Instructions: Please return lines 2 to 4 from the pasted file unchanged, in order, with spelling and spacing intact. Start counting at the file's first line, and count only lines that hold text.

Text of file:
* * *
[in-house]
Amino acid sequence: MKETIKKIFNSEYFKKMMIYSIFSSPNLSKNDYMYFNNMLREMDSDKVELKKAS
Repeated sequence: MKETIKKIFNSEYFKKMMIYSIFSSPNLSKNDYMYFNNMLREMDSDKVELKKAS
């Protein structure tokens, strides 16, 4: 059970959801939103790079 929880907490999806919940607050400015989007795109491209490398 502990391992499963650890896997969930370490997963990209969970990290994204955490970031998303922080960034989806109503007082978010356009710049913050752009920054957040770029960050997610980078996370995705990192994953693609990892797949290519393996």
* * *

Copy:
Amino acid sequence: MKETIKKIFNSEYFKKMMIYSIFSSPNLSKNDYMYFNNMLREMDSDKVELKKAS
Repeated sequence: MKETIKKIFNSEYFKKMMIYSIFSSPNLSKNDYMYFNNMLREMDSDKVELKKAS
């Protein structure tokens, strides 16, 4: 059970959801939103790079 929880907490999806919940607050400015989007795109491209490398 502990391992499963650890896997969930370490997963990209969970990290994204955490970031998303922080960034989806109503007082978010356009710049913050752009920054957040770029960050997610980078996370995705990192994953693609990892797949290519393996």